These days, when a pop star turns up with a massive set, elaborate choreography and all sorts of special effects, it's a good bet all that visual razzle-dazzle is intended to keep the audience from noticing how lame the singing is.
But when the curtains parted at the Baltimore Arena last night, revealing the splashy set and stunningly costumed backing singers Luther Vandross had taken on tour with him, it as obvious that this bit of spectacle was strictly for show. As anyone in the capacity crowd could attest, "lame" is the last word to describe a Vandross concert.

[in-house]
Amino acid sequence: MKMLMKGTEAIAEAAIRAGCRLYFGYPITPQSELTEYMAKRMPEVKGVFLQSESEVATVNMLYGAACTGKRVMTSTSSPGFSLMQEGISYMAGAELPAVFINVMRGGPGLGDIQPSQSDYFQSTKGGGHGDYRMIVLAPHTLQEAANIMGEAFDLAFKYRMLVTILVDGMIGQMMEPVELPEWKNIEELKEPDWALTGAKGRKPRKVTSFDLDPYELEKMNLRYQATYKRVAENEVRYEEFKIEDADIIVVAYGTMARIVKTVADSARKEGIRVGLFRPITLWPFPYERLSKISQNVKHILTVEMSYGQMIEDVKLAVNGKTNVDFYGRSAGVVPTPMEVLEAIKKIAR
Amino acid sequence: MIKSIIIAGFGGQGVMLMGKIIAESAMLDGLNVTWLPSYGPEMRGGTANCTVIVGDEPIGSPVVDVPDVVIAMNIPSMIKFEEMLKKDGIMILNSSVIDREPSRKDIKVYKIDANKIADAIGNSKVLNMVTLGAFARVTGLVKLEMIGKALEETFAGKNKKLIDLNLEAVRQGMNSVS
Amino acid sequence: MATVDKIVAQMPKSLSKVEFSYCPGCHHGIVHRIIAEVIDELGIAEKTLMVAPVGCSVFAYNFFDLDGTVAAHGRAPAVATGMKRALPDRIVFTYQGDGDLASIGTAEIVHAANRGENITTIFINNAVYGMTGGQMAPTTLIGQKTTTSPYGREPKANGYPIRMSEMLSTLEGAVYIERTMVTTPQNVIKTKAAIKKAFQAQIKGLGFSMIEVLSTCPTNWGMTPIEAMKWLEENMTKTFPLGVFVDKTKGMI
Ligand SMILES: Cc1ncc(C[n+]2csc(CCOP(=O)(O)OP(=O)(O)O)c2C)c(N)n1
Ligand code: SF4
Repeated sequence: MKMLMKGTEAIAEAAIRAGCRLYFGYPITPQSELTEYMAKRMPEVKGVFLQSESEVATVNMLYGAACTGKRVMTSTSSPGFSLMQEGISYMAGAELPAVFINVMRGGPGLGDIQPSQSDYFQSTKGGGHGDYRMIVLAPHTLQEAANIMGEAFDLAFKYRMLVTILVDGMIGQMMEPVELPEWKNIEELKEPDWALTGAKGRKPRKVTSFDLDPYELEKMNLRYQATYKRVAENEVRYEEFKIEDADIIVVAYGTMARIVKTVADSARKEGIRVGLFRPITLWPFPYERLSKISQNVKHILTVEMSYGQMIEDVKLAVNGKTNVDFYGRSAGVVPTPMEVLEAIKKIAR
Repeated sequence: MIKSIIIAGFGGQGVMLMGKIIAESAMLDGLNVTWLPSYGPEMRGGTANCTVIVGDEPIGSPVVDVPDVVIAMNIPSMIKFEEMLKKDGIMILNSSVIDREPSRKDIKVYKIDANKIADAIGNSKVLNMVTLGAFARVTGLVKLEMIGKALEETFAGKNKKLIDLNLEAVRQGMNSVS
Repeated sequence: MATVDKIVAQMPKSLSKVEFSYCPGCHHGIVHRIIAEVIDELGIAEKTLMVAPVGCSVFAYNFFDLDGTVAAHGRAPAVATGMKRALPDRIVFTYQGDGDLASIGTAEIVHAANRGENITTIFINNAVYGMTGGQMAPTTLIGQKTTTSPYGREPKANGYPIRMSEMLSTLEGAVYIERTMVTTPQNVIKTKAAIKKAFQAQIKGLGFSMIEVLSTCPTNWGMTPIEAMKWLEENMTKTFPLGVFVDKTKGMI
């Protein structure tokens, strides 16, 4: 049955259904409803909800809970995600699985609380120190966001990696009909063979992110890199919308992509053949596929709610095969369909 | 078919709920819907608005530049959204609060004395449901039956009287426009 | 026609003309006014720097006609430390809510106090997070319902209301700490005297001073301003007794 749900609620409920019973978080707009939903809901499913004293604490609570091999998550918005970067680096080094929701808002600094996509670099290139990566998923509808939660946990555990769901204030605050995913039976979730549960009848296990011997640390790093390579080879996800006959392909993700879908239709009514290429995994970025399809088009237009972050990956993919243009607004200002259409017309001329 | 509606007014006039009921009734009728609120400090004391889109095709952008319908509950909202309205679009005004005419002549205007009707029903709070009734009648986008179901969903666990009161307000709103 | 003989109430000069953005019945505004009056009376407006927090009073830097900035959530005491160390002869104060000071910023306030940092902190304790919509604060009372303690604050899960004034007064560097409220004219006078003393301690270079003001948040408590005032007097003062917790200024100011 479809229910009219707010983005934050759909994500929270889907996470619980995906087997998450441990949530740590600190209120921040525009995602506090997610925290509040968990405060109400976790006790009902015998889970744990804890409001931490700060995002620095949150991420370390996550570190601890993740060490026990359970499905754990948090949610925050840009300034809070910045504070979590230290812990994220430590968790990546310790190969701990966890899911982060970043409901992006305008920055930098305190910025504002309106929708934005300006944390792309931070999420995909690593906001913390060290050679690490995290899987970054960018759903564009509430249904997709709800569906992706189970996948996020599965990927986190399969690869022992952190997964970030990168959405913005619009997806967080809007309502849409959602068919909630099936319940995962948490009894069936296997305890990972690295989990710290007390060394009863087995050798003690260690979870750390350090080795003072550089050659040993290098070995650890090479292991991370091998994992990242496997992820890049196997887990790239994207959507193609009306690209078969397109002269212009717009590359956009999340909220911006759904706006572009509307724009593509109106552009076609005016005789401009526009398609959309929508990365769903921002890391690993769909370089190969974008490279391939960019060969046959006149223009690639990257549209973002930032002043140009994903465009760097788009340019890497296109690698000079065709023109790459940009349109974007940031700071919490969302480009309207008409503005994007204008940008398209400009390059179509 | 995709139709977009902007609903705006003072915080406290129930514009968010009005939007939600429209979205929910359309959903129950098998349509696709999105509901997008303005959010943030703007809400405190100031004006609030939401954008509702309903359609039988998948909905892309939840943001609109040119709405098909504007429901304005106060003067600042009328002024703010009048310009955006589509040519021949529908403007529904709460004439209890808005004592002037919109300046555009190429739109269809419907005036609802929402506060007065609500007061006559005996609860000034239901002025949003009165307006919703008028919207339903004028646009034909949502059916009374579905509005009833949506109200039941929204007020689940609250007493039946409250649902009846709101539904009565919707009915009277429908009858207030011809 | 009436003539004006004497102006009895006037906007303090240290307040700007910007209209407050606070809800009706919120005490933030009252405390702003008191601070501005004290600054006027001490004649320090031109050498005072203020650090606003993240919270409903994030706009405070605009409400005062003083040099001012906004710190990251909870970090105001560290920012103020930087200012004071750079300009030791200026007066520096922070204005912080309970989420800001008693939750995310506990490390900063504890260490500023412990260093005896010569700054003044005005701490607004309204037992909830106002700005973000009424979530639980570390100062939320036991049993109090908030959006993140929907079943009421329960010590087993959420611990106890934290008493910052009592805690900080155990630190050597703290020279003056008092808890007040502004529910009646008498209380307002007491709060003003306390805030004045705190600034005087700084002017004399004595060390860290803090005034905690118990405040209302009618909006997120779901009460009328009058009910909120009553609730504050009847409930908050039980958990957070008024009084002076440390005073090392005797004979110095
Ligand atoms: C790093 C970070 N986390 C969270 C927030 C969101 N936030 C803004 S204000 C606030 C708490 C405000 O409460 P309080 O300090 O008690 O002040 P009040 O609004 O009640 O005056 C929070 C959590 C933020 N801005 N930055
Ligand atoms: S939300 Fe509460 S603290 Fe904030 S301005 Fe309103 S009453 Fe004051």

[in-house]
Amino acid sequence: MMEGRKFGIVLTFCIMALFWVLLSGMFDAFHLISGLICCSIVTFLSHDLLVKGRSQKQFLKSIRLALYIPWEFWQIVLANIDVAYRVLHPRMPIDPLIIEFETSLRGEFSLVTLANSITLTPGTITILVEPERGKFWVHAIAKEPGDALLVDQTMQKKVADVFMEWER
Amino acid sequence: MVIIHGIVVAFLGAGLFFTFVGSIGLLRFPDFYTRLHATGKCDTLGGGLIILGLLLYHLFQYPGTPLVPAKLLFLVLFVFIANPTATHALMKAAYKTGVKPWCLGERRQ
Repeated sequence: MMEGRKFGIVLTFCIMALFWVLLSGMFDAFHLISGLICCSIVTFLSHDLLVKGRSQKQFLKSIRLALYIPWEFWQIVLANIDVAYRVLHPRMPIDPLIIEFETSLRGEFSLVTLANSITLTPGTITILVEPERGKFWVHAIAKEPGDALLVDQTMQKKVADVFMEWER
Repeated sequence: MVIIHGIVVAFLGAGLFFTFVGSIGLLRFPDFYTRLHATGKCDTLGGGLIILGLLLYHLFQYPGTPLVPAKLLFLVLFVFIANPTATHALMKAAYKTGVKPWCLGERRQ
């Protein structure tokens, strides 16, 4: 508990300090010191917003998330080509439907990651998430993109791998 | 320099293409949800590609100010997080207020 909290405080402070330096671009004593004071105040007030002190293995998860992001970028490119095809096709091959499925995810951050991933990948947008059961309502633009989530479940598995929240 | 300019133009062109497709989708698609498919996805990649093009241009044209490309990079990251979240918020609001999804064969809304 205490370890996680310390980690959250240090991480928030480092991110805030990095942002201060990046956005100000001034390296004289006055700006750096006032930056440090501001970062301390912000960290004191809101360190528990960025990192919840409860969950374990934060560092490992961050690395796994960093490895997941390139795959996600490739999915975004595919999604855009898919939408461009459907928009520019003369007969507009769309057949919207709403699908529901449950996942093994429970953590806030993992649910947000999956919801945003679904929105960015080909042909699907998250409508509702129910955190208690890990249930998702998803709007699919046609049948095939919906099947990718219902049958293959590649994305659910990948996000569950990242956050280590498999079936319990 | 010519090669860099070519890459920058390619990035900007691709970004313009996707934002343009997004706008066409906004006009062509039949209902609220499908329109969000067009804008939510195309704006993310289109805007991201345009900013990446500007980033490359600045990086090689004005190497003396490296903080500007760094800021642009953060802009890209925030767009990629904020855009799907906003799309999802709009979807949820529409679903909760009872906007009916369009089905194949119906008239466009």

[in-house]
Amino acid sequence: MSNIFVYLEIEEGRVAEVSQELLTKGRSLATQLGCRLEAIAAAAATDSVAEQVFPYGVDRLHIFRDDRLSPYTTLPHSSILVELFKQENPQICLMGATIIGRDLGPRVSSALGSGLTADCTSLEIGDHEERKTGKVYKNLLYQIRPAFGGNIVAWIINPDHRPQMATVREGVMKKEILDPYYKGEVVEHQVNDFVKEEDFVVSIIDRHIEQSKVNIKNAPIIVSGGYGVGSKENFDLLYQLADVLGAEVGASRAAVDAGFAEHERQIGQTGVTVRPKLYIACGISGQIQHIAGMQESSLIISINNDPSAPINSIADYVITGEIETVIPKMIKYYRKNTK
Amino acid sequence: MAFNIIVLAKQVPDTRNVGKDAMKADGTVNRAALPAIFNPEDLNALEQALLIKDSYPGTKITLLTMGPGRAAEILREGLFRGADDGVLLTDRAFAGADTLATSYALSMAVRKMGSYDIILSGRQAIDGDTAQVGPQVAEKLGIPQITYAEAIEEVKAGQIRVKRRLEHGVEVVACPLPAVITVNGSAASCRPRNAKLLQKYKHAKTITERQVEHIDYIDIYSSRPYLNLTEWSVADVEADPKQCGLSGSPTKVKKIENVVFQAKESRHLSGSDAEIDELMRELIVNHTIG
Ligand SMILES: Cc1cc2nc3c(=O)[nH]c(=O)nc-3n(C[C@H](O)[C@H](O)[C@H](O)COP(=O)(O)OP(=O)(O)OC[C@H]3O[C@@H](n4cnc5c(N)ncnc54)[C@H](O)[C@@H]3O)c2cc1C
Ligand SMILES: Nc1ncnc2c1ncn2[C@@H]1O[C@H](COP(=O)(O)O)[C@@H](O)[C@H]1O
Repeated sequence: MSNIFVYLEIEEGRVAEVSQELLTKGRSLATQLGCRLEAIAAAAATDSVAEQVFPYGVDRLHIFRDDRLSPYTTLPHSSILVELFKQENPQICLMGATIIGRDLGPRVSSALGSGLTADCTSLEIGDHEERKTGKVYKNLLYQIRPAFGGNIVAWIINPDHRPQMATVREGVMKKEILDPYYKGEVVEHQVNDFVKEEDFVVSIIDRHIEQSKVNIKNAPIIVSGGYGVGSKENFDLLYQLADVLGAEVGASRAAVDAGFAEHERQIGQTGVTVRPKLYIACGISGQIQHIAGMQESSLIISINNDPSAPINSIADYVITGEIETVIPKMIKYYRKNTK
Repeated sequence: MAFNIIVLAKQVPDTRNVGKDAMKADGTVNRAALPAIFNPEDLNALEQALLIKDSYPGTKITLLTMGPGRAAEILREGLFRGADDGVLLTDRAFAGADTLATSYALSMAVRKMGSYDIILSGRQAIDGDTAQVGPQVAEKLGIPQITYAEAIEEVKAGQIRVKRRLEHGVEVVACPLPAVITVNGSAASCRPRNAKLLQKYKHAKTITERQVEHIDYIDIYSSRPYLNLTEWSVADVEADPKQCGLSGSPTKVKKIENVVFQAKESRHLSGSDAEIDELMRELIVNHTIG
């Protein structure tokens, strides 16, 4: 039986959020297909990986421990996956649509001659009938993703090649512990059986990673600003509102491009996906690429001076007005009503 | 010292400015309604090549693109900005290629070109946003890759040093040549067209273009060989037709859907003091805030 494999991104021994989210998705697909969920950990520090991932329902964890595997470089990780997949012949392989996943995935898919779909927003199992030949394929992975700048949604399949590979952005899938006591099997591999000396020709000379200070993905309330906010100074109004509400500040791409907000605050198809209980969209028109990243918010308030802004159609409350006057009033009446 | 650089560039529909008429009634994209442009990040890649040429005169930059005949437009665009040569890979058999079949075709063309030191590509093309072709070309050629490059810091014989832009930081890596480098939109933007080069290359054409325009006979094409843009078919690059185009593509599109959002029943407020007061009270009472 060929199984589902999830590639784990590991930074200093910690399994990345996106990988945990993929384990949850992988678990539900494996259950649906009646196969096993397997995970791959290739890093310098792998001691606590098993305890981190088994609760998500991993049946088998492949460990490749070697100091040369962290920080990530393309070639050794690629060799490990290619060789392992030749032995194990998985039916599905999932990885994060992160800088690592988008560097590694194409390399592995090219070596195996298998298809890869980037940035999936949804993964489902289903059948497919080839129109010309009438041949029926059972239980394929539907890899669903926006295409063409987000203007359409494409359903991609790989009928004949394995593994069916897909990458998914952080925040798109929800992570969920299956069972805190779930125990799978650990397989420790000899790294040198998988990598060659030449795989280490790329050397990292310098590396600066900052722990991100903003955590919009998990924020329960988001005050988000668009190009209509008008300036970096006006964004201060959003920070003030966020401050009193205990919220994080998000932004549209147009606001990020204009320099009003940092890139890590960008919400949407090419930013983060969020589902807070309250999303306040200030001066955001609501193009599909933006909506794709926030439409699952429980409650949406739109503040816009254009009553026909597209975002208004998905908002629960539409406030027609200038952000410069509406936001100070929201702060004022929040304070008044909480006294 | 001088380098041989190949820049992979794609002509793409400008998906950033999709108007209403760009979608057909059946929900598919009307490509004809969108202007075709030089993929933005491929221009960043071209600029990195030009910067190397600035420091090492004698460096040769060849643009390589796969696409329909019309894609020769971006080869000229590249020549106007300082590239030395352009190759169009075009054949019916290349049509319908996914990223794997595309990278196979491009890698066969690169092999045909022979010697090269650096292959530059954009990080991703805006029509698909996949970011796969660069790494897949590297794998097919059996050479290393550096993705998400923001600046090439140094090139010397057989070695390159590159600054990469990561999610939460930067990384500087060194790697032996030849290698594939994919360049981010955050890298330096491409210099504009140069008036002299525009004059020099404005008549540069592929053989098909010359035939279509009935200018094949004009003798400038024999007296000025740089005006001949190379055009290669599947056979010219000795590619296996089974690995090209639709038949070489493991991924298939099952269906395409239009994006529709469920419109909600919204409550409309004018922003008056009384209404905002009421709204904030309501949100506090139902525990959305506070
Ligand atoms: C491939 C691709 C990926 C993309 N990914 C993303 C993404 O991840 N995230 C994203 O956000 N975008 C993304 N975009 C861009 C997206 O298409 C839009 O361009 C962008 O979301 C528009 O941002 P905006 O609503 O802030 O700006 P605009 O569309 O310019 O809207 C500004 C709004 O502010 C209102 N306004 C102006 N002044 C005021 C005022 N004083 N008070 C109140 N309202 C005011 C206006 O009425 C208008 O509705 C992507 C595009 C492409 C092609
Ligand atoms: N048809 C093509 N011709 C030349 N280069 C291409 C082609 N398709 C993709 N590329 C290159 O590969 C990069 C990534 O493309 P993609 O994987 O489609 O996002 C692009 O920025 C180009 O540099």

Because nobody, nobody, sings as well as this man does.
It isn't just the quality of his voice -- the effortless grace as it ascends from its resonant, baritone bottom to near-tenor heights, or the supple ease with which he shapes a phrase -- that does it. Nor is it the absolute command he has over the art dTC of soul singing, the sort of bravura performance he gave of "The Rush" or "A House Is Not a Home."